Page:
How much time did Ray spend trying to woo Hood? "A lot,'' Ray said. "And you can't get that time back. I thought it was a really good chance. I wanted Rodney to get a chance to see what we could do on the court. But I was 0-0 and didn't have a coaching record, and the places he was considering transferring to, those places had records.''

So, Ray had to find guards with the loss of Bost, Bryant and Hood. He ultimately found five newcomers at the position in Andre Applewhite, Trivante Bloodman, Fred Thomas, Jacoby Davis and Craig Sword to go along with one junior college forward in Colin Borchert. The Bulldogs, hoping for some semblance of experience on the roster, held onto Jalen Steele, a 3-point shooter, and forward Wendell Lewis.

"We had nobody who could dribble the ball up the court,'' Ray said. "Nobody. I wanted to make sure we weren't mortgaging our future to plug holes so that now you don't have quality guys who can compete in the SEC. You walk a fine line if you're able to find guys who can come in and win games who are also good kids.''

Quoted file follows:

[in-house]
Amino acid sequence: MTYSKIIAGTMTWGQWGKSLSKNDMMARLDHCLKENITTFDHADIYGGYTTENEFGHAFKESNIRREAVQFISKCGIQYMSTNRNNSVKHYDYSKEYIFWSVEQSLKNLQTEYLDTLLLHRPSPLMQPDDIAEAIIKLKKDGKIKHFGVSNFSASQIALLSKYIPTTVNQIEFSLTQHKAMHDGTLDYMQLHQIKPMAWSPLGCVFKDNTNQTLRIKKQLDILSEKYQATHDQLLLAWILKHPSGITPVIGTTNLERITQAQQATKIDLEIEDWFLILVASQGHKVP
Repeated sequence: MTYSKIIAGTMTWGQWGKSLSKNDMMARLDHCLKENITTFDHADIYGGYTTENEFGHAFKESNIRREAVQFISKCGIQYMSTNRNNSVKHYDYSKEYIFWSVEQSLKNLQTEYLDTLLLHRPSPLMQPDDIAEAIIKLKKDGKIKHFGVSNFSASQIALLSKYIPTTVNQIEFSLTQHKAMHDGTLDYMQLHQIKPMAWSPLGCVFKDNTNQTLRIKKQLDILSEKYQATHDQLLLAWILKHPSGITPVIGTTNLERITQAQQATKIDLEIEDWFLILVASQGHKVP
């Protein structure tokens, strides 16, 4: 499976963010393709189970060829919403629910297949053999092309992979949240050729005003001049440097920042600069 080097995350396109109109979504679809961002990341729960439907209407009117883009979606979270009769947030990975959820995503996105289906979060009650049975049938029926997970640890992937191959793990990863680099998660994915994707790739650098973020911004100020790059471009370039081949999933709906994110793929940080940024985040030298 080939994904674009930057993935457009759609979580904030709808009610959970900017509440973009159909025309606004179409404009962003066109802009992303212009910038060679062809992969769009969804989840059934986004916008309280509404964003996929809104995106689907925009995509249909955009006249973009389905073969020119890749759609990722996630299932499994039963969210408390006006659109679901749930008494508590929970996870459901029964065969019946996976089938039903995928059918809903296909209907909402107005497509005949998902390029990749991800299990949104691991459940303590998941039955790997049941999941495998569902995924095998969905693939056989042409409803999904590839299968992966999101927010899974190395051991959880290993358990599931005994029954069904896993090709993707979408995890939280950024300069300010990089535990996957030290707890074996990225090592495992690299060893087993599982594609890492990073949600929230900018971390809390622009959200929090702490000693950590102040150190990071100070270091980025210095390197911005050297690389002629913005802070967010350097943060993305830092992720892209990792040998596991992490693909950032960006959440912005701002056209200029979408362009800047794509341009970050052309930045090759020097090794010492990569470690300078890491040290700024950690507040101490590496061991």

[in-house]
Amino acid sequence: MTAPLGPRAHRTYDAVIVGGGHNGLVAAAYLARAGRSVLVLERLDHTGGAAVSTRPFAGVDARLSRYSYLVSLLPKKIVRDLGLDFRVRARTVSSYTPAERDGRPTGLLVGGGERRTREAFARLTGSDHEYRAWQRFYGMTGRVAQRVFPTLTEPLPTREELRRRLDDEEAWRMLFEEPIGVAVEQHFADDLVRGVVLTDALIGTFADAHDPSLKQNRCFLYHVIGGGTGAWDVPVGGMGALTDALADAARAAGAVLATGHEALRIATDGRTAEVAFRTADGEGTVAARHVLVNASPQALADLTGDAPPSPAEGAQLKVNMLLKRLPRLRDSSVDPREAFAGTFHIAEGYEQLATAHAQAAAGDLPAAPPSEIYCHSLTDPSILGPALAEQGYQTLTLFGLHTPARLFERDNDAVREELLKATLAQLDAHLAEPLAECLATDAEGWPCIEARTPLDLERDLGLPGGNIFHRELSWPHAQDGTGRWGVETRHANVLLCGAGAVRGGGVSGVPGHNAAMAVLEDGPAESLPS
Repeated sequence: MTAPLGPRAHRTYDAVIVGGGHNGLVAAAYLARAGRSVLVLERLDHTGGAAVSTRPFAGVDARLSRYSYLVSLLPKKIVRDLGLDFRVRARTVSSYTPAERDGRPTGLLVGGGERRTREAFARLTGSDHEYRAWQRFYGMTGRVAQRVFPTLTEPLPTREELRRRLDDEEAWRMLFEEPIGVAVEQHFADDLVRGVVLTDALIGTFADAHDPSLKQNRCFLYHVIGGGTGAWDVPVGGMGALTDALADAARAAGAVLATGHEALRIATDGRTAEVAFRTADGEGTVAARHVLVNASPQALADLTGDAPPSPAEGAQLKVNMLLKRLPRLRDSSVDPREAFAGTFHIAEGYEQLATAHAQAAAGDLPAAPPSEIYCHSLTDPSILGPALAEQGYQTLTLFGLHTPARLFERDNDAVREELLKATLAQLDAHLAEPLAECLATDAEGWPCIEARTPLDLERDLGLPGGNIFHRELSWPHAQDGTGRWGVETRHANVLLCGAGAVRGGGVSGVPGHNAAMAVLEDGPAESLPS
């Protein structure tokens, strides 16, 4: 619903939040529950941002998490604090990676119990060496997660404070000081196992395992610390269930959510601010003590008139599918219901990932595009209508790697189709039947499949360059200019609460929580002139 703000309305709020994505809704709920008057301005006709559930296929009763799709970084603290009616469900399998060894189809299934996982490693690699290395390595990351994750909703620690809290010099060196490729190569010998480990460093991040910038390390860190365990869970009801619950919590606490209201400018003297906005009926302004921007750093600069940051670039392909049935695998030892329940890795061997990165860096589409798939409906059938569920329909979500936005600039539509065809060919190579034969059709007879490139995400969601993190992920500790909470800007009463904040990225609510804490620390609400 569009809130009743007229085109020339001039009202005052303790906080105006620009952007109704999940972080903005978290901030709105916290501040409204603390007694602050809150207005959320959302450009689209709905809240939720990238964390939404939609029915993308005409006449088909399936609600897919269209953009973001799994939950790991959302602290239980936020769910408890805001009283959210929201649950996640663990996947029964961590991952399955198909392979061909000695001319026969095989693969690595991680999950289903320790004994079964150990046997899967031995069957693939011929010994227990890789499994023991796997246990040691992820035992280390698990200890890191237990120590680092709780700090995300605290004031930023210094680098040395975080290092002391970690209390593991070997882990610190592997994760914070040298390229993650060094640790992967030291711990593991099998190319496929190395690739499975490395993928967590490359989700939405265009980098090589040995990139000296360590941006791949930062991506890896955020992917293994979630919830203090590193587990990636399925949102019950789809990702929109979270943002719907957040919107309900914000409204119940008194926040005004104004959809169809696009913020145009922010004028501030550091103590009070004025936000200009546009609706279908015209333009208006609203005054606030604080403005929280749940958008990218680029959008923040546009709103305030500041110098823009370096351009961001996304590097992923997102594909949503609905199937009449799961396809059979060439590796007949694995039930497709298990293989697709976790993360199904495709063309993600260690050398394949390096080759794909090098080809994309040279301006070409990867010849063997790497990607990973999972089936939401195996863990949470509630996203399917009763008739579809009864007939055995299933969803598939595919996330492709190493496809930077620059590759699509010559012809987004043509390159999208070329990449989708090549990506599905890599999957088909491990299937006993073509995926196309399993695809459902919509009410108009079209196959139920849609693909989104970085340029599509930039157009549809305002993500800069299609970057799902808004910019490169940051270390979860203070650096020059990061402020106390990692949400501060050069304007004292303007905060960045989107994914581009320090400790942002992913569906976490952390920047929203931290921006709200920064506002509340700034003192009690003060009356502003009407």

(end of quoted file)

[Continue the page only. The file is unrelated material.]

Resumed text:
Now back to the headlines on our college hoops page. Davis suffered a torn ACL during individual workouts on Monday and is out for the year.

Sword had a BB gun in his dorm room and didn't know that wasn't allowed, according to the school. He was subsequently arrested in what was deemed a misdemeanor. Ray issued a statement to the Jackson Clarion-Ledger and others. Some sort of disciplinary action is pending. But Ray will need Sword this season.

He has to patient and so does the fan base.

"All the media attention that comes with being an assistant coach, I never had to deal with that,'' said Ray. "Nobody cares about you or wants to talk to you. I had to deal with all that media attention.''

Ray wasn't the first choice, either. He knew that, and so did the boosters. "There were boosters and donors [who] I had to introduce myself to, especially those [who] wanted this candidate or that candidate, guys who didn't feel quite connected to the process who wanted someone else to be the head coach,'' said Ray.